Orey states, (2001) all "behaviors can be unlearned and replaced by new behaviors." Therefore, by allowing students to take ownership in their achievement and success, this allows students to generate new positive behaviors and promote intrinsic motivation. It teaches them that when someone really does put forth genuine effort, it pays off. Additionally, I use this strategy as a data collection tool. It allows me to be able to pinpoint specific weaknesses students may have if they repeat the assignment for a better grade and still do not get it right. I then take measures to ensure that those students get the additional instruction they need to achieve that particular skill.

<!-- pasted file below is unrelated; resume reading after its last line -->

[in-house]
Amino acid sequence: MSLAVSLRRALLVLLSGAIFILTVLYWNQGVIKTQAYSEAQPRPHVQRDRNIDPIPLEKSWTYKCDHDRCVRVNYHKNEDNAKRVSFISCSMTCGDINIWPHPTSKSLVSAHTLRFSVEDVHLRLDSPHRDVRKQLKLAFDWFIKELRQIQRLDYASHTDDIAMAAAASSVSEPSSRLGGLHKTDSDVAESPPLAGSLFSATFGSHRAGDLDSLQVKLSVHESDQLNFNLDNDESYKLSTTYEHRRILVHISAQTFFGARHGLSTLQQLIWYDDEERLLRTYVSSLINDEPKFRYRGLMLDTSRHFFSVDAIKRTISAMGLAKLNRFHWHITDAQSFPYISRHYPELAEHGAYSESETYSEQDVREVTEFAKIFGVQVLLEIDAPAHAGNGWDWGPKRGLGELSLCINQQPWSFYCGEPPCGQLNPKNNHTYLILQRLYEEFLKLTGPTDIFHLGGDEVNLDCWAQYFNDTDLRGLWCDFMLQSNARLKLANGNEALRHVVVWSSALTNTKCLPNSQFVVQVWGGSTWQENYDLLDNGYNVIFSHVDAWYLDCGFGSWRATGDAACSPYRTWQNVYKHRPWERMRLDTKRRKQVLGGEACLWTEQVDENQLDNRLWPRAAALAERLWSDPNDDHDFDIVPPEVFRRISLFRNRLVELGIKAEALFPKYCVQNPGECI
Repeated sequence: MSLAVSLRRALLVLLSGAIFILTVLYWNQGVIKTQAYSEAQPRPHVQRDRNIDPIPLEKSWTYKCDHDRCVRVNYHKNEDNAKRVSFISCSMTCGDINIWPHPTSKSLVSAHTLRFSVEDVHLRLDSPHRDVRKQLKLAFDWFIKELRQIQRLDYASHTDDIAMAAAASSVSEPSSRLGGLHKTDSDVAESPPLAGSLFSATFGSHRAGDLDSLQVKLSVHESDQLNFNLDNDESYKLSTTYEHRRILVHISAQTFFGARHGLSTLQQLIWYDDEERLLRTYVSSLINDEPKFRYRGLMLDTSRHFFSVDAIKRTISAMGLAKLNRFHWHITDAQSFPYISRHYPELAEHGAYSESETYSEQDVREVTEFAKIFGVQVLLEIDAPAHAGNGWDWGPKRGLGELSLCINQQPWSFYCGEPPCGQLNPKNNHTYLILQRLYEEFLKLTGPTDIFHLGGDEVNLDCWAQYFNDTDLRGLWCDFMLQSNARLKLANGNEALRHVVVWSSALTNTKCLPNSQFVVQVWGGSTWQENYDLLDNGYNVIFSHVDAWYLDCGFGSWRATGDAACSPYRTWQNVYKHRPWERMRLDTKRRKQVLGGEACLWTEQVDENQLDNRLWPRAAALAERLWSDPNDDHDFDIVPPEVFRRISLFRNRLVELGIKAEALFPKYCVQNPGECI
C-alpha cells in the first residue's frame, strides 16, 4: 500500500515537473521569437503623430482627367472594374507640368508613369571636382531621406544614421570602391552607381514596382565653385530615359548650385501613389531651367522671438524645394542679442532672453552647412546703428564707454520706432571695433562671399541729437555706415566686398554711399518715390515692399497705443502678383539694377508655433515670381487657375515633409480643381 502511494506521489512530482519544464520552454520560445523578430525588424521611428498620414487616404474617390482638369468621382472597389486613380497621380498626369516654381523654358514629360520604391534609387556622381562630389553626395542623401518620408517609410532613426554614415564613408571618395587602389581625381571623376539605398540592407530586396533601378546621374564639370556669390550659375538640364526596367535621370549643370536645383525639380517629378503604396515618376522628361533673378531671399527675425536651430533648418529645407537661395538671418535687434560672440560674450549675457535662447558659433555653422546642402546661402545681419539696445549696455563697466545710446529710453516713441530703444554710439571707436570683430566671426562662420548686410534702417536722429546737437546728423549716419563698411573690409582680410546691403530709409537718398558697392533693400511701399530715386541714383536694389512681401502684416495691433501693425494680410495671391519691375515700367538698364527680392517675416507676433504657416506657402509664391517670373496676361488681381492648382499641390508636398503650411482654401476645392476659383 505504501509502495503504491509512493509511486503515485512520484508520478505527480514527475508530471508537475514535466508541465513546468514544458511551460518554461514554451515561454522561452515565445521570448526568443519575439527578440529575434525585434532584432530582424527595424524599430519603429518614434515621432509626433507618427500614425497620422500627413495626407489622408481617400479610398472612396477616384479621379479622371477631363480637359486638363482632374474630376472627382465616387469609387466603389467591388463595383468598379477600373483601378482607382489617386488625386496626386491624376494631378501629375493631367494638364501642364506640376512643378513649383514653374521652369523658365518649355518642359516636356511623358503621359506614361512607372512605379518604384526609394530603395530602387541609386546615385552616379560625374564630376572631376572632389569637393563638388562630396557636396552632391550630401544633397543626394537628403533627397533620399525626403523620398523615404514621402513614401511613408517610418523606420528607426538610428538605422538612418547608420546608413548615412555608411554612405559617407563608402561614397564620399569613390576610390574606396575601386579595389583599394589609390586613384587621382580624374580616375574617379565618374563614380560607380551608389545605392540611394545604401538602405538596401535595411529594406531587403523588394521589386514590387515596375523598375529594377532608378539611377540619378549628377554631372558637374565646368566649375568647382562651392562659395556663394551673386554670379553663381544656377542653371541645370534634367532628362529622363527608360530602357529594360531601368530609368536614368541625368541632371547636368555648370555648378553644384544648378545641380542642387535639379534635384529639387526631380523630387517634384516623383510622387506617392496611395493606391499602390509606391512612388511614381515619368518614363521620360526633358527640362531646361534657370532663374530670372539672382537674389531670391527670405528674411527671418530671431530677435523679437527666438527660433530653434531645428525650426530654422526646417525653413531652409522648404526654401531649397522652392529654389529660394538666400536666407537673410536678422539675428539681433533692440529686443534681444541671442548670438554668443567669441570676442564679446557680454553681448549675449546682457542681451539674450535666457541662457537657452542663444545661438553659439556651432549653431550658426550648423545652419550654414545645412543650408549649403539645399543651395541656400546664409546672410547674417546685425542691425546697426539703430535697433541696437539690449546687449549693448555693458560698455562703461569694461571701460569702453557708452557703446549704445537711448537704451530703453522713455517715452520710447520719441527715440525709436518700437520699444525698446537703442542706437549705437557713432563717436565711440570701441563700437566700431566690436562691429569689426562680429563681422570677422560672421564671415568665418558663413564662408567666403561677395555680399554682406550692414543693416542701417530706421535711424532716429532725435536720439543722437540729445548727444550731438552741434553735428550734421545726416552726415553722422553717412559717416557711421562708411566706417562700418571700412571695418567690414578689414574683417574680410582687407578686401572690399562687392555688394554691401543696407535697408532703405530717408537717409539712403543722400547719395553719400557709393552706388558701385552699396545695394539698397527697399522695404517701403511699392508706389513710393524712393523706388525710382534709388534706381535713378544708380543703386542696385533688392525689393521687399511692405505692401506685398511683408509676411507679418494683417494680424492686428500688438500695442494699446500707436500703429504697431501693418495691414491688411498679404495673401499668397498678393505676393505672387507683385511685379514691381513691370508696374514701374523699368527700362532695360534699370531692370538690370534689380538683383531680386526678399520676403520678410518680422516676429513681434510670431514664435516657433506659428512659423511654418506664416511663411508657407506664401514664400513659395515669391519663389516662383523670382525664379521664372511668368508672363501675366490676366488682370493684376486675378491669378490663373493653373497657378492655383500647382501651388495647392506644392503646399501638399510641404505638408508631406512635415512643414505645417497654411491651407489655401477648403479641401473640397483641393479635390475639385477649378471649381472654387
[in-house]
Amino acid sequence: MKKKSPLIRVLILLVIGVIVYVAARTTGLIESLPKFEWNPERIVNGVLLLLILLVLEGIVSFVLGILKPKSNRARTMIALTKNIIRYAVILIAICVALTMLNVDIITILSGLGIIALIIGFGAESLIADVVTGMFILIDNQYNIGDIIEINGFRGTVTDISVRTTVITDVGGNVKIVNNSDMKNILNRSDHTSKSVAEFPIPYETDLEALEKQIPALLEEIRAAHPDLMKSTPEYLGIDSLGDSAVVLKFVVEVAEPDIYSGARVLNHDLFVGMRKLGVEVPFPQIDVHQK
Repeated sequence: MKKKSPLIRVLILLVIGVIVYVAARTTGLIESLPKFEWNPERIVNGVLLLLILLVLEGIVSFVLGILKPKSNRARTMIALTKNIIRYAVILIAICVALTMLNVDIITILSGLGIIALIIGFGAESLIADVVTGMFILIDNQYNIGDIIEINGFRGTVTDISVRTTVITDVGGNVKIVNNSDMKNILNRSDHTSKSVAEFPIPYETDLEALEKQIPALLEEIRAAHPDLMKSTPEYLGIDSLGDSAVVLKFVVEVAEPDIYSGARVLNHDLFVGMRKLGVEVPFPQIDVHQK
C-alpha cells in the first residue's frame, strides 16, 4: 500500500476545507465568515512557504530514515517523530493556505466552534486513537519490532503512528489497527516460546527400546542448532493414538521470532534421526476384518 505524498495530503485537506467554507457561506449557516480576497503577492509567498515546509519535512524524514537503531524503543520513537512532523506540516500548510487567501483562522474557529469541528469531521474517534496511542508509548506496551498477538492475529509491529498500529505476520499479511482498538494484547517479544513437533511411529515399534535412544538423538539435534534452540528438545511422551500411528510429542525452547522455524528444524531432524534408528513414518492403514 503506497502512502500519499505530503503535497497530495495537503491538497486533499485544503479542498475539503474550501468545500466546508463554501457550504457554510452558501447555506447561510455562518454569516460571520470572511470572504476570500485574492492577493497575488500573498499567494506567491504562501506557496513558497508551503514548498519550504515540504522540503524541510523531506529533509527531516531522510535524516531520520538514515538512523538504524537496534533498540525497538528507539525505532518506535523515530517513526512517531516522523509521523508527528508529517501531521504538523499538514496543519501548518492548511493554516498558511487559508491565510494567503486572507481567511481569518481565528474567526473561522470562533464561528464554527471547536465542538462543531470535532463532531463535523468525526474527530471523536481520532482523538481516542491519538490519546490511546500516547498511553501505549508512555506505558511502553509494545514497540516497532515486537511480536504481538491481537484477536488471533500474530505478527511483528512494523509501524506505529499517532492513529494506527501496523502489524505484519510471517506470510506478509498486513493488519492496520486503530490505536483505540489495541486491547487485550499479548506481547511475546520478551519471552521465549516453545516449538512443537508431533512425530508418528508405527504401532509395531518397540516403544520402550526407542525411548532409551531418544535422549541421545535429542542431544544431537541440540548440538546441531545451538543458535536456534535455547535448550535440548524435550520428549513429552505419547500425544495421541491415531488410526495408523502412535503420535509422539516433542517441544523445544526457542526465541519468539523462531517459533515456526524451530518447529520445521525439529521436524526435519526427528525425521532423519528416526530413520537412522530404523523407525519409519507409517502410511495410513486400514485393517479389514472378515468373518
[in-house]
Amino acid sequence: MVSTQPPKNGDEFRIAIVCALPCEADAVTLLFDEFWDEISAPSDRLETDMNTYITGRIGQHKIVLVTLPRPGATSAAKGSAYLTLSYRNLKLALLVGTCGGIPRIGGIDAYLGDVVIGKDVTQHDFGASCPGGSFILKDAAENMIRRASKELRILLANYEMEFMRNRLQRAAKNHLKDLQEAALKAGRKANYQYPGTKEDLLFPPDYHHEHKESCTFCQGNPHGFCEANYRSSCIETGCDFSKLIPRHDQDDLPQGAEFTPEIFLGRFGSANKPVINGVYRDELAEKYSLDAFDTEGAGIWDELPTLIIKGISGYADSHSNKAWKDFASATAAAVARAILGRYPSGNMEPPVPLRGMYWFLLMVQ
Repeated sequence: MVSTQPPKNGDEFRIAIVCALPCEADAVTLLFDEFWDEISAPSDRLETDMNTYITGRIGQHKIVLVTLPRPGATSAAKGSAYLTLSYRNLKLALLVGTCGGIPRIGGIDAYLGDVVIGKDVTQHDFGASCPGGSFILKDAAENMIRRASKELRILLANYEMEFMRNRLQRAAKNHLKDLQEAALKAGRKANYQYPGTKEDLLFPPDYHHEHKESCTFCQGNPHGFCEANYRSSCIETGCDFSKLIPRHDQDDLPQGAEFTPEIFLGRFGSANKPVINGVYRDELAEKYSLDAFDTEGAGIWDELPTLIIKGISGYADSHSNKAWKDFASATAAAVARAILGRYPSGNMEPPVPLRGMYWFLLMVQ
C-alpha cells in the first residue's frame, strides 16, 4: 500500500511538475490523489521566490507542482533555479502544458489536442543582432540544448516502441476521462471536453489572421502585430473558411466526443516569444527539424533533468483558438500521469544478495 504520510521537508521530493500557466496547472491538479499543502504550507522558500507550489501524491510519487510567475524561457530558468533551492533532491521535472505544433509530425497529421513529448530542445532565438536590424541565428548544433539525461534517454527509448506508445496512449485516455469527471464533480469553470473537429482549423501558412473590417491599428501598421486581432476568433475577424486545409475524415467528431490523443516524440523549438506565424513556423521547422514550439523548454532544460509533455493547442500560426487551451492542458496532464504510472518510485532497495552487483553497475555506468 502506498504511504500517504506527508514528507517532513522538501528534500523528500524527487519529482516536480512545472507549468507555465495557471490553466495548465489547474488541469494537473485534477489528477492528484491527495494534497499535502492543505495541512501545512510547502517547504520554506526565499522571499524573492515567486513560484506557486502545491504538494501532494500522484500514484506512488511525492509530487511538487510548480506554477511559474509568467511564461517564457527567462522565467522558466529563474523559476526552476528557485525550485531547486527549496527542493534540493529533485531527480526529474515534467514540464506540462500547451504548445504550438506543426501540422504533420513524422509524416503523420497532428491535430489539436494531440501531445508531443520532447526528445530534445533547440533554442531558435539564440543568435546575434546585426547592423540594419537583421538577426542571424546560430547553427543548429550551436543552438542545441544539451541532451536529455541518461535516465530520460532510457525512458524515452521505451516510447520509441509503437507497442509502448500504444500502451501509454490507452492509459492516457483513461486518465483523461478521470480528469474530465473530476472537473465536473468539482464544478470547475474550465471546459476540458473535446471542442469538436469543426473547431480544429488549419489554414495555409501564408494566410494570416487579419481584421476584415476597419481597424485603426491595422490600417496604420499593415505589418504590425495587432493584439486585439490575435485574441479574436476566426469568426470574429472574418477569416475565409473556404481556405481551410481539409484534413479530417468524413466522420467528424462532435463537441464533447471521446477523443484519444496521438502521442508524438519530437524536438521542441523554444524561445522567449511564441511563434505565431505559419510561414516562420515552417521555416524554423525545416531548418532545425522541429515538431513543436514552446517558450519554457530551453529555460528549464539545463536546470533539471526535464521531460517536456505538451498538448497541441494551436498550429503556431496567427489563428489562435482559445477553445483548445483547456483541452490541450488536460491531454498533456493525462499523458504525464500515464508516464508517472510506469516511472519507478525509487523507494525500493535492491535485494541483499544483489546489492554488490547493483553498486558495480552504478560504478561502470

In regards to the “Homework and practice” strategy, my school district has formed a committee to review how much homework is given out to students, whether it is manageable, and if it should be reduced. I feel that some degree of homework is good. Homework allows students to "review and apply what they have learned" (Pitler et al., 2007, p.187) outside of class. In some cases when homework is given the night before, it allows students the opportunity to get acquainted with the material, so when they come to class the next day they have been exposed to the material and are less likely to be lost during class discussions and lecture. Pitler, Hubbell, Kuhn and Malenoski,(2007) provide a wealth of ideas using technology in chapter 10 of their book that can aide students in doing homework. The authors provide lists of websites, software applications such as word and excel, and multimedia that students can utilize to reinforce skills and concepts. Methods of technology such as these, facilitate and increases learning in a creative and engaging way.